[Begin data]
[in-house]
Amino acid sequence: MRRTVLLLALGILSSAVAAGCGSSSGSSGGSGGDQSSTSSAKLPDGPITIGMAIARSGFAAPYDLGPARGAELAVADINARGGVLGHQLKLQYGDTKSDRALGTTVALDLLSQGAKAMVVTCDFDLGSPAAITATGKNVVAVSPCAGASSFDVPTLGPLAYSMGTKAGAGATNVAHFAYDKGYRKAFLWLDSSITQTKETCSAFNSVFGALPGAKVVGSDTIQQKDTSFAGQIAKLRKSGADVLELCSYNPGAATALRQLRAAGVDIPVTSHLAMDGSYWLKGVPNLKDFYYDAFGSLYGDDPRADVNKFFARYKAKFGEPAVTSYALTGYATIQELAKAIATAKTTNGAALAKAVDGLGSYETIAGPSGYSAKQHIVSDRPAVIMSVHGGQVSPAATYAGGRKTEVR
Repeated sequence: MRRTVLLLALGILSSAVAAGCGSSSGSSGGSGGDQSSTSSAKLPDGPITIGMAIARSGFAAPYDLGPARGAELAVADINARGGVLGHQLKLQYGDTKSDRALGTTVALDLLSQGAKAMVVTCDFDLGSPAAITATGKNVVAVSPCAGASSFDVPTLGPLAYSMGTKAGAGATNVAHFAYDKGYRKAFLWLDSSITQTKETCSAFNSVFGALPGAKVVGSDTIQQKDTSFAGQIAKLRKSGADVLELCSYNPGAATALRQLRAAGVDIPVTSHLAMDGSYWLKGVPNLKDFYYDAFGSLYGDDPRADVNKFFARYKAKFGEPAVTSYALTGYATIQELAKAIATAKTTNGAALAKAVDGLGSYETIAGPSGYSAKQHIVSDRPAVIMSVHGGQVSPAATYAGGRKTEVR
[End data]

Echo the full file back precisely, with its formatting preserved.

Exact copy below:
[in-house]
Amino acid sequence: MRRTVLLLALGILSSAVAAGCGSSSGSSGGSGGDQSSTSSAKLPDGPITIGMAIARSGFAAPYDLGPARGAELAVADINARGGVLGHQLKLQYGDTKSDRALGTTVALDLLSQGAKAMVVTCDFDLGSPAAITATGKNVVAVSPCAGASSFDVPTLGPLAYSMGTKAGAGATNVAHFAYDKGYRKAFLWLDSSITQTKETCSAFNSVFGALPGAKVVGSDTIQQKDTSFAGQIAKLRKSGADVLELCSYNPGAATALRQLRAAGVDIPVTSHLAMDGSYWLKGVPNLKDFYYDAFGSLYGDDPRADVNKFFARYKAKFGEPAVTSYALTGYATIQELAKAIATAKTTNGAALAKAVDGLGSYETIAGPSGYSAKQHIVSDRPAVIMSVHGGQVSPAATYAGGRKTEVR
Repeated sequence: MRRTVLLLALGILSSAVAAGCGSSSGSSGGSGGDQSSTSSAKLPDGPITIGMAIARSGFAAPYDLGPARGAELAVADINARGGVLGHQLKLQYGDTKSDRALGTTVALDLLSQGAKAMVVTCDFDLGSPAAITATGKNVVAVSPCAGASSFDVPTLGPLAYSMGTKAGAGATNVAHFAYDKGYRKAFLWLDSSITQTKETCSAFNSVFGALPGAKVVGSDTIQQKDTSFAGQIAKLRKSGADVLELCSYNPGAATALRQLRAAGVDIPVTSHLAMDGSYWLKGVPNLKDFYYDAFGSLYGDDPRADVNKFFARYKAKFGEPAVTSYALTGYATIQELAKAIATAKTTNGAALAKAVDGLGSYETIAGPSGYSAKQHIVSDRPAVIMSVHGGQVSPAATYAGGRKTEVR